How do you become a Sufi? Sufism is such a tenuous concept, what with all the different Orders and requirements that often contradict each other. The more I discover about my training, I realise that I had a classical training from Pundit Joshi. So here is my potted history and requirements for becoming a Sufi:
Have respect for the religion you were born into and those who believe in that religion. Respect those who are agnostic. Are you prejudiced against a particular faith, a nationality, or the colour of someone’s skin? How tolerant are you to the foibles and shortcomings of people you know, and those you do not?
My experience is that your beliefs will change, and there are times when you will find yourself coming closer to your original beliefs.
Learn as much as possible about the religion you were born into. Explore other faiths and philosophies. Having a range of ideas about the nature of man, religion and God will help you on the Path. Continue this process as you progress on the Sufi Path.
Read a range of religious books such as the Bible, Koran, Bhagavad Gita, etc. Pray daily and often. You can use the Lord’s Prayer, or the Sura Fatiha, or other inspirational prayer. Visit religious or spiritual buildings such as Churches, Mosques, and ancient spiritual sites. Associate with spiritually minded people (they do not have to have the same beliefs as you). Practice yoga and or meditation. Learn about spiritual or holistic healing practices. Improve your education. Do charity work in some form. Do not boast about your charity work.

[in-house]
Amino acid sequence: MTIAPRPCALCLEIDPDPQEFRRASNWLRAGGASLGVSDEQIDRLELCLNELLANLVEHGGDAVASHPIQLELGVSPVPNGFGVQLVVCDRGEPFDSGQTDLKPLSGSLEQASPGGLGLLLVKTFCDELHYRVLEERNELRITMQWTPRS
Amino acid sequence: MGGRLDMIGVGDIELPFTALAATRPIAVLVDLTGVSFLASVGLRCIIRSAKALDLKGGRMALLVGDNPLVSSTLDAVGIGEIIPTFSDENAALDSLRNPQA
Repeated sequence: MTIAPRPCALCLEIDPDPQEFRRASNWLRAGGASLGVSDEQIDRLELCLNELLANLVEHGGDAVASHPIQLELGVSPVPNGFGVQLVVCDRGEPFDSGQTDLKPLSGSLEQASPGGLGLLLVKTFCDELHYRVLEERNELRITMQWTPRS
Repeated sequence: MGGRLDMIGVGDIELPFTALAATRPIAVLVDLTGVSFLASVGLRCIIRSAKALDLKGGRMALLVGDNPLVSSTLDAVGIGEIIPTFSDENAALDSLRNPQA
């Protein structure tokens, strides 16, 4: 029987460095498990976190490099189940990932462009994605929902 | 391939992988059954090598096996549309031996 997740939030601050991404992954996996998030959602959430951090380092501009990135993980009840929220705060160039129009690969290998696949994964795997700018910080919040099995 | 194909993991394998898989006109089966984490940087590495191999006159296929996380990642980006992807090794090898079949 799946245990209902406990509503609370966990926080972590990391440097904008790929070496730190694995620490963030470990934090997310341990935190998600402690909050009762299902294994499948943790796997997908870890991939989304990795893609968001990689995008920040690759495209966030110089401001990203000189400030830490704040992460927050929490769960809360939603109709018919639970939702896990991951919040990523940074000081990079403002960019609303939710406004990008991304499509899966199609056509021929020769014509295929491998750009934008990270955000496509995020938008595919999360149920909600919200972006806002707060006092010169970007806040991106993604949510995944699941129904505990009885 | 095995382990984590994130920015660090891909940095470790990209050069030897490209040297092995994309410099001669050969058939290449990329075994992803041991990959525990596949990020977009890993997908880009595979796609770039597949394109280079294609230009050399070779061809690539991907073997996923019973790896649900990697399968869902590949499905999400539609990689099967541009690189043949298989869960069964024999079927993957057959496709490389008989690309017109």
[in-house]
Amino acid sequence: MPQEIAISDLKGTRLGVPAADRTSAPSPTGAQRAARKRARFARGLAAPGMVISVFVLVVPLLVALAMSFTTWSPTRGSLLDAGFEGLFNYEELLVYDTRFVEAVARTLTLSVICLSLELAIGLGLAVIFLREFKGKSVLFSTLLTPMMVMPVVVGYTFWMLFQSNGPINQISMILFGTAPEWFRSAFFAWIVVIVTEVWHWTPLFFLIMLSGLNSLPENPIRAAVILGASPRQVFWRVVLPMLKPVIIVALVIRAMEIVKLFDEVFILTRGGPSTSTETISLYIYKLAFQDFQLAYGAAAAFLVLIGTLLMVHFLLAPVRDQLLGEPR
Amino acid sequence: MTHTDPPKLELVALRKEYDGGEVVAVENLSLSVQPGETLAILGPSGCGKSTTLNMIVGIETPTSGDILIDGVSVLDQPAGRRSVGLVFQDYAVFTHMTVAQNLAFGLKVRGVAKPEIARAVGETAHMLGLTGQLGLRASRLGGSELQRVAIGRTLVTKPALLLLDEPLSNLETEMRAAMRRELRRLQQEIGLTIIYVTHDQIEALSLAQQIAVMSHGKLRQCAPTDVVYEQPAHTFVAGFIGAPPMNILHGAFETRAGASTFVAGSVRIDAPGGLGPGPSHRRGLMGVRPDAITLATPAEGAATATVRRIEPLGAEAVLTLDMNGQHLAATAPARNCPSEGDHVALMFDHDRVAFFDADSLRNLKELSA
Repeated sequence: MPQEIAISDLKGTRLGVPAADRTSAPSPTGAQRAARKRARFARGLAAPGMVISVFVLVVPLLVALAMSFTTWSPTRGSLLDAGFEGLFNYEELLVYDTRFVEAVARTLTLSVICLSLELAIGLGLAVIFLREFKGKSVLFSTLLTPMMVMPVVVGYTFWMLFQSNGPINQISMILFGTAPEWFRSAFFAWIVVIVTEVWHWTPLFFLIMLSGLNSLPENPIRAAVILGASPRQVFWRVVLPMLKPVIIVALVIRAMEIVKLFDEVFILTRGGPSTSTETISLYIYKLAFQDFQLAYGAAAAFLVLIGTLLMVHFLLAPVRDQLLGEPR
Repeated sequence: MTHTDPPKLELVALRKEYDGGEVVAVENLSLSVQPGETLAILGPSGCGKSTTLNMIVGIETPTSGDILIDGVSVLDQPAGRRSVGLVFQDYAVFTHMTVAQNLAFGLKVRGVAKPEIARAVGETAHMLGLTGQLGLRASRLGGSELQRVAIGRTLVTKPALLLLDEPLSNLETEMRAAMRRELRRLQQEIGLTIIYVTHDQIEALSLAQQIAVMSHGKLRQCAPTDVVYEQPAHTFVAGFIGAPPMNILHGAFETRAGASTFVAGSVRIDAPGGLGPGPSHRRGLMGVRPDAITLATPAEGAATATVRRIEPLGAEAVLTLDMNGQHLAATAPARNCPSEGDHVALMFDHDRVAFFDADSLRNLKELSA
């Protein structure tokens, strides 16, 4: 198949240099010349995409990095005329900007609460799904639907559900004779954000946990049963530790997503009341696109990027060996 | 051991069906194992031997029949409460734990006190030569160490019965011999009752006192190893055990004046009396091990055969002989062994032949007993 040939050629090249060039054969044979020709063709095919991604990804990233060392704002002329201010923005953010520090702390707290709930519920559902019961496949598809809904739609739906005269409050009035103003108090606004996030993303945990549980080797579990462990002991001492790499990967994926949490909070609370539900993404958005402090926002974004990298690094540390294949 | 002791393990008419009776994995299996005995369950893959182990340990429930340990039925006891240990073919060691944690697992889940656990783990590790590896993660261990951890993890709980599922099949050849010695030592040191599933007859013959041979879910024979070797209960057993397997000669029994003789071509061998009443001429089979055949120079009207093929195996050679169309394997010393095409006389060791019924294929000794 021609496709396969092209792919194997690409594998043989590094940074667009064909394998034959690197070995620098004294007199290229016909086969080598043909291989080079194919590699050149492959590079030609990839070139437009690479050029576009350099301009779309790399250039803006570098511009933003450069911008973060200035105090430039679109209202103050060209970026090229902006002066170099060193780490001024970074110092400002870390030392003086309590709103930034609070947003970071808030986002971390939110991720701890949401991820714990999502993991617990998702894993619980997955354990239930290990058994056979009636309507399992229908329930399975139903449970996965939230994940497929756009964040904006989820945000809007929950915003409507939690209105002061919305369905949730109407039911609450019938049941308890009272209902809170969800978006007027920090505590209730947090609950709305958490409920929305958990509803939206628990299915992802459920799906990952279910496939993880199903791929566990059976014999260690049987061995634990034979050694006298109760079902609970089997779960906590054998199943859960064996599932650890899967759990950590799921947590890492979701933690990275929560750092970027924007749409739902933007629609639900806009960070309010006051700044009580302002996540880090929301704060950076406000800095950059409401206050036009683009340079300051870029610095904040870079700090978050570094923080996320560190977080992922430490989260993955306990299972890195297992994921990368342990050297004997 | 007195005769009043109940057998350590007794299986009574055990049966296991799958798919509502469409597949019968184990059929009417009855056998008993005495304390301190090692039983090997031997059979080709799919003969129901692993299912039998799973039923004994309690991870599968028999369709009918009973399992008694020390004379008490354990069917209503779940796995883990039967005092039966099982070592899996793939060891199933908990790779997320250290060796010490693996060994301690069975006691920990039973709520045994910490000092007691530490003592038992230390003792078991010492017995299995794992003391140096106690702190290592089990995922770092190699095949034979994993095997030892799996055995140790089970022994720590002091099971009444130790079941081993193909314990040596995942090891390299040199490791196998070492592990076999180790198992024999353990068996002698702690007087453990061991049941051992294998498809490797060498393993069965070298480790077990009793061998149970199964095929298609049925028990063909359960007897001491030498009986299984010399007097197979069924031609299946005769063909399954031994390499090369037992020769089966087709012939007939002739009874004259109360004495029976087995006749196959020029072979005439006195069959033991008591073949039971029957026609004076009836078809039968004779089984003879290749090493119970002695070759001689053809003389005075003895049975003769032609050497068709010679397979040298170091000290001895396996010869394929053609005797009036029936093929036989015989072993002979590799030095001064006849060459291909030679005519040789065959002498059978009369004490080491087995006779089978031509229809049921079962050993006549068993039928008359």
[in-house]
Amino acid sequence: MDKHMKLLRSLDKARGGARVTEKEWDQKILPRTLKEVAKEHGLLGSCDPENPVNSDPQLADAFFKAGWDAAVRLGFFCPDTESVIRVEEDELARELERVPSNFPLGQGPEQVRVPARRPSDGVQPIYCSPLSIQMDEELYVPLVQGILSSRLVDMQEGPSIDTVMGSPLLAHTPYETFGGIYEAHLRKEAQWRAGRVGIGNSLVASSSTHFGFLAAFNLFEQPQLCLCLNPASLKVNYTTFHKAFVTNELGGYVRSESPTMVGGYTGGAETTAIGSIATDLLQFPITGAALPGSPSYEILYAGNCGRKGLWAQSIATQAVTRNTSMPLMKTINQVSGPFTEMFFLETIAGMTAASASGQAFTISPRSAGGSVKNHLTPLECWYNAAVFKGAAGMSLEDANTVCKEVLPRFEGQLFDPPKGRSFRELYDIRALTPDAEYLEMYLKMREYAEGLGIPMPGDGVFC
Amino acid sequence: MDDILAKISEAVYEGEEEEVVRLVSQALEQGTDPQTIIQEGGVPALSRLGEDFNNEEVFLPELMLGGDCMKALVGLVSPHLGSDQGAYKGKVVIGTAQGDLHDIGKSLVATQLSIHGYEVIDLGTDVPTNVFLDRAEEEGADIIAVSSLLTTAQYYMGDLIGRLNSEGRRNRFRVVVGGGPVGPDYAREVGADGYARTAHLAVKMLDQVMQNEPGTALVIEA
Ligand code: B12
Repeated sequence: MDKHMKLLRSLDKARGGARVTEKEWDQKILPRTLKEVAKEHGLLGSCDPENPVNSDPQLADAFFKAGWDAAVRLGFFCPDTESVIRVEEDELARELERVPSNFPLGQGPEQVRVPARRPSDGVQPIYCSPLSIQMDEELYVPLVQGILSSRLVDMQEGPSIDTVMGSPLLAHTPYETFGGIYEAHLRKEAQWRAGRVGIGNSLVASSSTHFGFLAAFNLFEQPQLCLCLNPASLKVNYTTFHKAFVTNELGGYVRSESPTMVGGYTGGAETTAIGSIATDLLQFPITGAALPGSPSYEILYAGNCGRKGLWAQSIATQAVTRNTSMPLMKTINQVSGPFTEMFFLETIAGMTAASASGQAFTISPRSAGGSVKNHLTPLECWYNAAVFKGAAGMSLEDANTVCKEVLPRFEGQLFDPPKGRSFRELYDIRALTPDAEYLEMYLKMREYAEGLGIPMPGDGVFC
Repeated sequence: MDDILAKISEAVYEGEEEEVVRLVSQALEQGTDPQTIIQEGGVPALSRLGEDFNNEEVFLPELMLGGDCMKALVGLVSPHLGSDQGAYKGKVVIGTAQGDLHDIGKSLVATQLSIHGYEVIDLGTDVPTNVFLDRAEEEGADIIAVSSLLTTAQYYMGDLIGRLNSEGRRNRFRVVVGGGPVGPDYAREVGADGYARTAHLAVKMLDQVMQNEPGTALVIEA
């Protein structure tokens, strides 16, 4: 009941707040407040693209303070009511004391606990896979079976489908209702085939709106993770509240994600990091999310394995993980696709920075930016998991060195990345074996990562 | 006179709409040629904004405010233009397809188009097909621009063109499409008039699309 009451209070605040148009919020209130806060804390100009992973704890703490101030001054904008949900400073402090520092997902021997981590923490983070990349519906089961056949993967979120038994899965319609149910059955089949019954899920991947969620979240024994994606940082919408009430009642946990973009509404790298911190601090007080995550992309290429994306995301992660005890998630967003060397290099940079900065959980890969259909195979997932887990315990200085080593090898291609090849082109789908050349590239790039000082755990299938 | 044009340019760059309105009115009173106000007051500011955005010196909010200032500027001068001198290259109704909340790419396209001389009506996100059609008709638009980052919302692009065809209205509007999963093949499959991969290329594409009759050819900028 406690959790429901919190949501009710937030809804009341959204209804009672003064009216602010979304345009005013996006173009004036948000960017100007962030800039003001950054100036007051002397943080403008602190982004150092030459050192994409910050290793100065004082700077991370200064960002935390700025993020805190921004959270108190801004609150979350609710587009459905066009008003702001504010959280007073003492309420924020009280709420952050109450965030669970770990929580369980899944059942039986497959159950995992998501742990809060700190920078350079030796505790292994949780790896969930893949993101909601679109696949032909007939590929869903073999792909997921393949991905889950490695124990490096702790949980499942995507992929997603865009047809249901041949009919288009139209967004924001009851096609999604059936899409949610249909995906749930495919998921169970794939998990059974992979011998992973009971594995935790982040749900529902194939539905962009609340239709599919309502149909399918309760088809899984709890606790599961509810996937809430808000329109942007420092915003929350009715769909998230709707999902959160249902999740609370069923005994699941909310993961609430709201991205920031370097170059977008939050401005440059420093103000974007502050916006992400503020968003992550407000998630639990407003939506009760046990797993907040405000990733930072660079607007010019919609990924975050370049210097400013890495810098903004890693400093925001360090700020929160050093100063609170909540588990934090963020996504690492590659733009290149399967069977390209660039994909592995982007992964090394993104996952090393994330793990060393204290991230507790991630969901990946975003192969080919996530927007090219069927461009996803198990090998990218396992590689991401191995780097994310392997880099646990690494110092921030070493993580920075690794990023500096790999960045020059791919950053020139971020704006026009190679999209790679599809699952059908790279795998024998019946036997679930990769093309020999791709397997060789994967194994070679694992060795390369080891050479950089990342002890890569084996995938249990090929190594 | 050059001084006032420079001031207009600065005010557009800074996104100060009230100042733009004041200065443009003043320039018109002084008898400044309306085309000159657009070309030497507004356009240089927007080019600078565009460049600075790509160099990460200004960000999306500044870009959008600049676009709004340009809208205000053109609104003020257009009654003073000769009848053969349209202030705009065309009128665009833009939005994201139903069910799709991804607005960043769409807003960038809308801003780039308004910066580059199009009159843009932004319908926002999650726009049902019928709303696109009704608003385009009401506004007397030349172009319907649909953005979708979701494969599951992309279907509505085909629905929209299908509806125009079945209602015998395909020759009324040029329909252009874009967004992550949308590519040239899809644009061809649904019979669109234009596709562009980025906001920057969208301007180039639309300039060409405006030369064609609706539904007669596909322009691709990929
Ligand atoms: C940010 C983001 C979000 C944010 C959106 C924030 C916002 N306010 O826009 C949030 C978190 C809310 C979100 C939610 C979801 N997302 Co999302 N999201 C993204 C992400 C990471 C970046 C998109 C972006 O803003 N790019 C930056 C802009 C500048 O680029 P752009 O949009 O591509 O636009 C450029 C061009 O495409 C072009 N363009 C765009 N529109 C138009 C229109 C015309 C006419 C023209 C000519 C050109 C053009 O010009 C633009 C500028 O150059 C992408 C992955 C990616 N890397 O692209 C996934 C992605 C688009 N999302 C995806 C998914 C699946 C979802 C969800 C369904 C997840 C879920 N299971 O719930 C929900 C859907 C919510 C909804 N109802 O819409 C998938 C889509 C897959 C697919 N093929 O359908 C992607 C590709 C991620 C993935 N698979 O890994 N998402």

Believing and defending your beliefs
Although Sufism is Islamic, you do not have to convert to Islam, nor do you have to dress in or live the customs of Islam. You do not have to dress like a Sufi.
Diet. Vegetarianism is not a rule of becoming a Sufi. Most Moslems eat meat. Eating halal food is a good idea – I do it myself, but not exclusively. My teacher drank alcohol, and so I did too. These days I drink moderately, and my teacher is teetotal.
Finding a Sufi Master
This can take a lifetime. I was lucky to find mine by the time I was about 24, but it took a long time for me to believe that I had found him. Sufi Masters are found in all walks of life all around the world. Most of these Masters are false. It is the easiest thing in the world to pretend to be a Guru. Gather around you an adoring group of acolytes who laugh at your jokes, explain away your foibles, reinterpret your sayings… the list goes on. A good Sufi Master is often hell to be with. He will chip away at your character defects, your inadequate grasp of philosophy, your weaknesses mentally. You will be standing in front of him naked and exposed for the most part.